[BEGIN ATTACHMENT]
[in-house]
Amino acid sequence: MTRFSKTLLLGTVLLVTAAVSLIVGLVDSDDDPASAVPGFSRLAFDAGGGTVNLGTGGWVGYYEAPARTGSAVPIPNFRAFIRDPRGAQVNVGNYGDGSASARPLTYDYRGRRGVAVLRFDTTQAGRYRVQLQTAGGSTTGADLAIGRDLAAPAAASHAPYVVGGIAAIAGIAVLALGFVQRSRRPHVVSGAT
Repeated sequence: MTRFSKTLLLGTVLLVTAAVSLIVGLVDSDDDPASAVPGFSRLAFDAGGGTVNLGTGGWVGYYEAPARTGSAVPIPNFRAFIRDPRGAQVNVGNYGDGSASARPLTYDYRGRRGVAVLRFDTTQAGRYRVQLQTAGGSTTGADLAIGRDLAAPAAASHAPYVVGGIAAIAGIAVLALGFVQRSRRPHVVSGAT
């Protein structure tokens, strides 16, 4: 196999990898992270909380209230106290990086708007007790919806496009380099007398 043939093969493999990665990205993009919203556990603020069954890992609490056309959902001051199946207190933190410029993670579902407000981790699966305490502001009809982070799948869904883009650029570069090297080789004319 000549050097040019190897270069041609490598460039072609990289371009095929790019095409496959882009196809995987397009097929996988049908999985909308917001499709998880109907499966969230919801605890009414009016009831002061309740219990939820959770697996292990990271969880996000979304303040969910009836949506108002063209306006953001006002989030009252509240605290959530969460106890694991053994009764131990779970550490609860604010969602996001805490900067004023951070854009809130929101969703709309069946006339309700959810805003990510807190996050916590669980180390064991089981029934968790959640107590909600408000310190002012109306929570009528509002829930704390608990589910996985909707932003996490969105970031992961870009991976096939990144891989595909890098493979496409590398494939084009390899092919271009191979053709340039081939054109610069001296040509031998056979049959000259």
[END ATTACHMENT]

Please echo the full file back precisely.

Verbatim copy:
[in-house]
Amino acid sequence: MTRFSKTLLLGTVLLVTAAVSLIVGLVDSDDDPASAVPGFSRLAFDAGGGTVNLGTGGWVGYYEAPARTGSAVPIPNFRAFIRDPRGAQVNVGNYGDGSASARPLTYDYRGRRGVAVLRFDTTQAGRYRVQLQTAGGSTTGADLAIGRDLAAPAAASHAPYVVGGIAAIAGIAVLALGFVQRSRRPHVVSGAT
Repeated sequence: MTRFSKTLLLGTVLLVTAAVSLIVGLVDSDDDPASAVPGFSRLAFDAGGGTVNLGTGGWVGYYEAPARTGSAVPIPNFRAFIRDPRGAQVNVGNYGDGSASARPLTYDYRGRRGVAVLRFDTTQAGRYRVQLQTAGGSTTGADLAIGRDLAAPAAASHAPYVVGGIAAIAGIAVLALGFVQRSRRPHVVSGAT
């Protein structure tokens, strides 16, 4: 196999990898992270909380209230106290990086708007007790919806496009380099007398 043939093969493999990665990205993009919203556990603020069954890992609490056309959902001051199946207190933190410029993670579902407000981790699966305490502001009809982070799948869904883009650029570069090297080789004319 000549050097040019190897270069041609490598460039072609990289371009095929790019095409496959882009196809995987397009097929996988049908999985909308917001499709998880109907499966969230919801605890009414009016009831002061309740219990939820959770697996292990990271969880996000979304303040969910009836949506108002063209306006953001006002989030009252509240605290959530969460106890694991053994009764131990779970550490609860604010969602996001805490900067004023951070854009809130929101969703709309069946006339309700959810805003990510807190996050916590669980180390064991089981029934968790959640107590909600408000310190002012109306929570009528509002829930704390608990589910996985909707932003996490969105970031992961870009991976096939990144891989595909890098493979496409590398494939084009390899092919271009191979053709340039081939054109610069001296040509031998056979049959000259």